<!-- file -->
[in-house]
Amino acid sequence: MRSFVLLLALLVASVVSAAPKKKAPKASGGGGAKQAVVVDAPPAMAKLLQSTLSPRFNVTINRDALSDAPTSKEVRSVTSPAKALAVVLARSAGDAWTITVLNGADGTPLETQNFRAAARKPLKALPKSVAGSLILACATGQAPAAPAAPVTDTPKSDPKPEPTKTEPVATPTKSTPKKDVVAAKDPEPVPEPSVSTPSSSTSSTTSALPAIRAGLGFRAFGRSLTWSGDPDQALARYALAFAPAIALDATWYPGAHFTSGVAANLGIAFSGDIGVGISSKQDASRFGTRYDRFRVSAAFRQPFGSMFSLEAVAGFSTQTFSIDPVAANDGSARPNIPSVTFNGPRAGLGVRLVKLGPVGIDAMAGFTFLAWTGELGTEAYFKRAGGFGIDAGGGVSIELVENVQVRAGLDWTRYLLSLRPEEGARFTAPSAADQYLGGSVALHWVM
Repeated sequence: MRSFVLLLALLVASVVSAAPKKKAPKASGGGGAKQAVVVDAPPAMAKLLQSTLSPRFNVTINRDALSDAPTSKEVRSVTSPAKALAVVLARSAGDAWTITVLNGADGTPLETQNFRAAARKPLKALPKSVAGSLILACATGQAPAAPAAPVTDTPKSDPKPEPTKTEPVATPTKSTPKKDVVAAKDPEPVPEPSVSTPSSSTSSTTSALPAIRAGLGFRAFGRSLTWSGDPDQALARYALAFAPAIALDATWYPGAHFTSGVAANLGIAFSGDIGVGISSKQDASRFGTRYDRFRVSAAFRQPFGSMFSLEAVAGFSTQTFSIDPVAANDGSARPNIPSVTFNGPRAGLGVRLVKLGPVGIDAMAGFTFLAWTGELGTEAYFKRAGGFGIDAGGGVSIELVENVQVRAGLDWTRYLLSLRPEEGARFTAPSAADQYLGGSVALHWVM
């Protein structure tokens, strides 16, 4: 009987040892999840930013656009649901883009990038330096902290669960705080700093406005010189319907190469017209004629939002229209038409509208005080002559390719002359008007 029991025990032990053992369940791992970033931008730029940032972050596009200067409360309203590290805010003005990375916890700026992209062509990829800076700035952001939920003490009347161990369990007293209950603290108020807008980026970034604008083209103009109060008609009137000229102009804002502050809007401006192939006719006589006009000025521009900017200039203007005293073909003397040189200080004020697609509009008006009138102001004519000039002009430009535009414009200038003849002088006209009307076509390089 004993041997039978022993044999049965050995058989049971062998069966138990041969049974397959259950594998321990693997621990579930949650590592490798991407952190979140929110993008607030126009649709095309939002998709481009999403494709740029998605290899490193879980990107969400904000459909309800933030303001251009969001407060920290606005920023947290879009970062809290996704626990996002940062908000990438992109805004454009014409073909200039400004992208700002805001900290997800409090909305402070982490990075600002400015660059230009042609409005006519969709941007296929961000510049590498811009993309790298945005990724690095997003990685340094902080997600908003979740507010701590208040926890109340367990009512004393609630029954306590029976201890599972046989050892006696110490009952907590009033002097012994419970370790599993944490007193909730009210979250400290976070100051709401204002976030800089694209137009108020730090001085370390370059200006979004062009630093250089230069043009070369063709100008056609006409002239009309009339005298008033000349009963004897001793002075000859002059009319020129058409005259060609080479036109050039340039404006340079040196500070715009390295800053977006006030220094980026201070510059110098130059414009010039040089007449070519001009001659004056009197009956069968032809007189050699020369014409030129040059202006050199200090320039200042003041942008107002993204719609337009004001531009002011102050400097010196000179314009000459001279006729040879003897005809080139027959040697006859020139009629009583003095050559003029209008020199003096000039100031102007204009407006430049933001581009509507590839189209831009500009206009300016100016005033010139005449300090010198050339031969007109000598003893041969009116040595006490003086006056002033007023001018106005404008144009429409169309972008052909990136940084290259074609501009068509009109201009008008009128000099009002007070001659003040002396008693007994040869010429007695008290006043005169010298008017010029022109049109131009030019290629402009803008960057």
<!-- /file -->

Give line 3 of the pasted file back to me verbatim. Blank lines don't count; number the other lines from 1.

Repeated sequence: MRSFVLLLALLVASVVSAAPKKKAPKASGGGGAKQAVVVDAPPAMAKLLQSTLSPRFNVTINRDALSDAPTSKEVRSVTSPAKALAVVLARSAGDAWTITVLNGADGTPLETQNFRAAARKPLKALPKSVAGSLILACATGQAPAAPAAPVTDTPKSDPKPEPTKTEPVATPTKSTPKKDVVAAKDPEPVPEPSVSTPSSSTSSTTSALPAIRAGLGFRAFGRSLTWSGDPDQALARYALAFAPAIALDATWYPGAHFTSGVAANLGIAFSGDIGVGISSKQDASRFGTRYDRFRVSAAFRQPFGSMFSLEAVAGFSTQTFSIDPVAANDGSARPNIPSVTFNGPRAGLGVRLVKLGPVGIDAMAGFTFLAWTGELGTEAYFKRAGGFGIDAGGGVSIELVENVQVRAGLDWTRYLLSLRPEEGARFTAPSAADQYLGGSVALHWVM